Easily Create an IoT App with Blynk and Raspberry Pi Pico W: Step-by-Step Guide

Blynk is an Internet of Things (IoT) platform that allows you to easily build and control connected projects. It provides a simple way to connect hardware devices, such as Arduino, Raspberry Pi, ESP8266, and others, to the internet and control them remotely using a mobile app.

In today’s tutorial, we will be showing how to create a Desktop App using Blynk with the Raspberry Pi Pico W and the BME280 temperature, humidity, and pressure sensor. It is incredibly simple to set up and free to get started, really the only thing you need is an active internet connection, and the same steps can be utilized to set up an IOS or Android app.

Another thing to note is that you do not have to use the BME280 sensor, you can stream any data you like. If you are interested in buying a BME280, you can purchase one from Amazon.

Either way, let’s get into it, but be sure to like, comment, and subscribe to continue to support ShillehTek content!

Step 1-) Setup Blynk Dashboard

  • Create a Blynk account at blynk.io
  • Create a new device on your dashboard as follows:
    • You can select Template > Quickstart Template
    • Save the information they give you, you will need the Auth Key in your MicroPython Code
    • Edit the dashboard from the dropdown
      • Delete the dashboard components and drag and drop three gauges from the Widget Box.
      • Edit the three Widget Boxes respectively with titles Temperature, Humidity, and Pressure. You can create a new Datastream for each one and select a unit and Virtual Pin. I selected virtual pins 7, 8, and 9 respectively for my Gauges. You can alter the max and min values and other properties.
      • That is all you need to get set up for Blynk Dashboard.

        Step 2-) Code Setup

        Now that you have your dashboard set up, you can use the following code on your Pico W to send the information you would like.

        from machine import Pin, I2C
        import network
        import time
        
        from blynklib import Blynk
        import bme280
        
        import constants
        
        
        i2c=I2C(0, sda=Pin(0), scl=Pin(1), freq=400000)
        BLYNK = Blynk(constants.BLYNK_AUTH_TOKEN)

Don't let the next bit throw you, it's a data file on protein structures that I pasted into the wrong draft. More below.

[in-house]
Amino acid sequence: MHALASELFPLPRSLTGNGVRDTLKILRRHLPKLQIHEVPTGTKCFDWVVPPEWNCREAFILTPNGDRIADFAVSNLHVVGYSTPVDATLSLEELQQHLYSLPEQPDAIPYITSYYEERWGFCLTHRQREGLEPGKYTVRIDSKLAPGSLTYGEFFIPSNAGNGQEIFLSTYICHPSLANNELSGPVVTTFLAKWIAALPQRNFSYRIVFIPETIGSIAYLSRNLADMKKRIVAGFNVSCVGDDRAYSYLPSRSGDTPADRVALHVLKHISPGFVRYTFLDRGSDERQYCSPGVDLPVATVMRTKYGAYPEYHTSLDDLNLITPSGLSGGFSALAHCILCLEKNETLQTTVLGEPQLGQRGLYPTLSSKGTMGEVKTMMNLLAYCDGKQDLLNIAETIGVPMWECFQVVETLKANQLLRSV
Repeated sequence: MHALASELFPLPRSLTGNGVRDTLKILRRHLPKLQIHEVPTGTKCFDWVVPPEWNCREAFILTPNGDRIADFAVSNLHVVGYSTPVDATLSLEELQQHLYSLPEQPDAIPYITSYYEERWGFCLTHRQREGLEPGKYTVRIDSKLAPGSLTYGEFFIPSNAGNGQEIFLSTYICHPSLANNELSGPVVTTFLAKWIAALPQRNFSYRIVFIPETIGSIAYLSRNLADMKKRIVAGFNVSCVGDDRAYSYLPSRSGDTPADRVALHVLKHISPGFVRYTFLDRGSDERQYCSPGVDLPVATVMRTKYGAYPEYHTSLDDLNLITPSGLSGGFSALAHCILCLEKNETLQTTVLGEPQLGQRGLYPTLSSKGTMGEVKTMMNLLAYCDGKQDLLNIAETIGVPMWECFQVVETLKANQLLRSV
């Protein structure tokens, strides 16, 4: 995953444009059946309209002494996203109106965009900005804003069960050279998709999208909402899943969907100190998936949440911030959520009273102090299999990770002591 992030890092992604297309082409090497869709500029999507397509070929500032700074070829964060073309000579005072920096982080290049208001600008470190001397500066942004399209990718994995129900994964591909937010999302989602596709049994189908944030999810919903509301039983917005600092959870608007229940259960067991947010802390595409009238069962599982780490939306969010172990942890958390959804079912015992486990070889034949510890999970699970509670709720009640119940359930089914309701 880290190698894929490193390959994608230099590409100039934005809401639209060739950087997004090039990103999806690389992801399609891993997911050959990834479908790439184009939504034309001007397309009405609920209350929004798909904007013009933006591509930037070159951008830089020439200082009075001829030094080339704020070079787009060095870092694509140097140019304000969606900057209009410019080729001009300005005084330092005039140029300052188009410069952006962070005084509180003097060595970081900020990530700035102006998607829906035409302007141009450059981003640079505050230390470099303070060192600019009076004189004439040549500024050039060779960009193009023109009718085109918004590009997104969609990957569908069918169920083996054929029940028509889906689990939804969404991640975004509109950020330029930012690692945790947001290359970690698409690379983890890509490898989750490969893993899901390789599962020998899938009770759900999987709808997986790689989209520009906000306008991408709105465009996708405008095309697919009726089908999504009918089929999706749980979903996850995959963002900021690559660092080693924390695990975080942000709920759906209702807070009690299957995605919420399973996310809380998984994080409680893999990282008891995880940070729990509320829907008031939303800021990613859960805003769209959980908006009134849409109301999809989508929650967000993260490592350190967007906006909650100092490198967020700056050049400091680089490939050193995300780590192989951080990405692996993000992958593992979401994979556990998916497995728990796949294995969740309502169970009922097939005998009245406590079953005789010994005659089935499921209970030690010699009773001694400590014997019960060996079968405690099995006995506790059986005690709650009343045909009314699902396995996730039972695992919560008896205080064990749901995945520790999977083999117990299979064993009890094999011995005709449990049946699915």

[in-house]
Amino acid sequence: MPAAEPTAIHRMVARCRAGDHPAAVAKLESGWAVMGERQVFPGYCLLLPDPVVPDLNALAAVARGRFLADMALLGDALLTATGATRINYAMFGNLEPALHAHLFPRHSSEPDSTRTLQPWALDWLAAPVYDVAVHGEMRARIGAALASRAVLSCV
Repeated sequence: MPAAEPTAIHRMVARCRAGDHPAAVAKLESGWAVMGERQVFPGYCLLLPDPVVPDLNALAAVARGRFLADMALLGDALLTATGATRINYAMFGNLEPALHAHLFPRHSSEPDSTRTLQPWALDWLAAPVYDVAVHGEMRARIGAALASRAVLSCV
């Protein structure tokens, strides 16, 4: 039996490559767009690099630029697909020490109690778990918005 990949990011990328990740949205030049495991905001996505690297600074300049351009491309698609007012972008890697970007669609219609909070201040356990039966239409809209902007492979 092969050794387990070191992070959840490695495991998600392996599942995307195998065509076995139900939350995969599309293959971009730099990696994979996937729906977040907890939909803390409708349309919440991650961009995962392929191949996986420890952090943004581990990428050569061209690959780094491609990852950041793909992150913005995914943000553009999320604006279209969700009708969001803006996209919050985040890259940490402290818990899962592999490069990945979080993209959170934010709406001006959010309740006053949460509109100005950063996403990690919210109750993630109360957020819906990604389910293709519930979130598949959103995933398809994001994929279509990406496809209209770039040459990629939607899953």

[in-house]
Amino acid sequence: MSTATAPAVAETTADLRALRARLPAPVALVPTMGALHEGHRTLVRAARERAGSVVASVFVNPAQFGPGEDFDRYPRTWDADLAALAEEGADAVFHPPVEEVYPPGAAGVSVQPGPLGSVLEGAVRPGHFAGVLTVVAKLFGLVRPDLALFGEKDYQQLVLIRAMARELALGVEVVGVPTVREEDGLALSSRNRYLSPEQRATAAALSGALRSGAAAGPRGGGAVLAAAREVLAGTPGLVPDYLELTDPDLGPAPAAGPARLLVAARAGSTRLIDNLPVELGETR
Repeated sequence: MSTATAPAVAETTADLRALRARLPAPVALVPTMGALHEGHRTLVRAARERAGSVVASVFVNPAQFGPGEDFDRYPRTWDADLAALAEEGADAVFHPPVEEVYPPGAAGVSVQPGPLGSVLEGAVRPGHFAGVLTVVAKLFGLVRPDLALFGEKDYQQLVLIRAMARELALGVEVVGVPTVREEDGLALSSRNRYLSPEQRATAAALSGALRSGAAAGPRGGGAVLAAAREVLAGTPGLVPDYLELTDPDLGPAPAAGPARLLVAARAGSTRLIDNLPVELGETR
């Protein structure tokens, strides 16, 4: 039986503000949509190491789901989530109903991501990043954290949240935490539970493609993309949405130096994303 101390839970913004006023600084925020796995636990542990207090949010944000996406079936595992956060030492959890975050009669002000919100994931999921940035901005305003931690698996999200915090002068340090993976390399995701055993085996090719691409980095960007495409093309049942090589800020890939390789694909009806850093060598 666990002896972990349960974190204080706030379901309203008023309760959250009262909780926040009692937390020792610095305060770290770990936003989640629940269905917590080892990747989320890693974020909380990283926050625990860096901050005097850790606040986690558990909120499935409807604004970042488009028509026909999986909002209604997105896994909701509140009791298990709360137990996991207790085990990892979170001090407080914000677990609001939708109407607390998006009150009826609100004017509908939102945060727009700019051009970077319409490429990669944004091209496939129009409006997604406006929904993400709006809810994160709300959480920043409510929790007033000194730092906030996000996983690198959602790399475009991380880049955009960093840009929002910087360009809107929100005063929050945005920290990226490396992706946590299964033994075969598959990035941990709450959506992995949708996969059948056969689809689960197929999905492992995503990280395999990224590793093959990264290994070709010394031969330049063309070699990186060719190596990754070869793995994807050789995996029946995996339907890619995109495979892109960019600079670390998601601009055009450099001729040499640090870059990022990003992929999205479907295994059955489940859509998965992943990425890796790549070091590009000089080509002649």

def connect_to_internet(ssid, password):
            # Pass in string arguments for ssid and password
        
            # Just making our internet connection
            wlan = network.WLAN(network.STA_IF)
            wlan.active(True)
            wlan.connect(ssid, password)
        
            # Wait for connect or fail
            max_wait = 10
            while max_wait > 0:
                if wlan.status() < 0 or wlan.status() >= 3:
                    break
                max_wait -= 1
                print('waiting for connection...')
                time.sleep(1)
            # Handle connection error
            if wlan.status() != 3:
                print(wlan.status())
                raise RuntimeError('network connection failed')
            else:
                print('connected')
                print(wlan.status())
                status = wlan.ifconfig()
        
        
        connect_to_internet(constants.INTERNET_NAME, constants.INTERNET_PASSWORD)
        
        
        while True:
            bme = bme280.BME280(i2c=i2c)
            temperature, pressure, humidity = bme.read_compensated_data()
            # Print sensor data to console
            print('Temperature: {:.1f} C'.format(temperature/100))
            print('Humidity: {:.1f} %'.format(humidity/1024))
            print('Pressure: {:.1f} hPa'.format(pressure/25600))
            BLYNK.virtual_write(7, temperature/100)
            BLYNK.virtual_write(8, humidity/1024)
            BLYNK.virtual_write(9, pressure/25600)
            BLYNK.run()
            time.sleep(1)

        Some notes about the code.

        • You need the Blynk library file in your libs folder on your Pico W. You can find it here -> https://github.com/shillehbean/youtube-channel/blob/main/blynklib.py
        • You can download the micropython bme280 library from the package manager in Thonny if you are using the BME280
        • You will need to replace the virtual pin numbers with the numbers you assigned on Blynk
        • You will also have to replace the values of the constants for the internet name, password, and Blynk auth token
        • We utilize the virtual_write method to send information to the gauges we defined. You can customize these as you like.

           That is the code at a high level, if you have everything set up correctly you should be able to run it with no issues!

          Conclusion

          This is a fantastic way to create simple IoT apps that actually have powerful use cases. The biggest benefit of using this method is that it is so quick to launch an app that many users can begin to use it.

          The drawback is that you will hit a paywall if you actually want to use this for production since there are many useful features that you will want/have to use down the line if you want to scale. However, their pricing is pretty solid. Wish I had a discount to give you!

          Other than that please do not forget to subscribe to ShillehTek on Youtube. Let me know if there are any questions will try my best to help.

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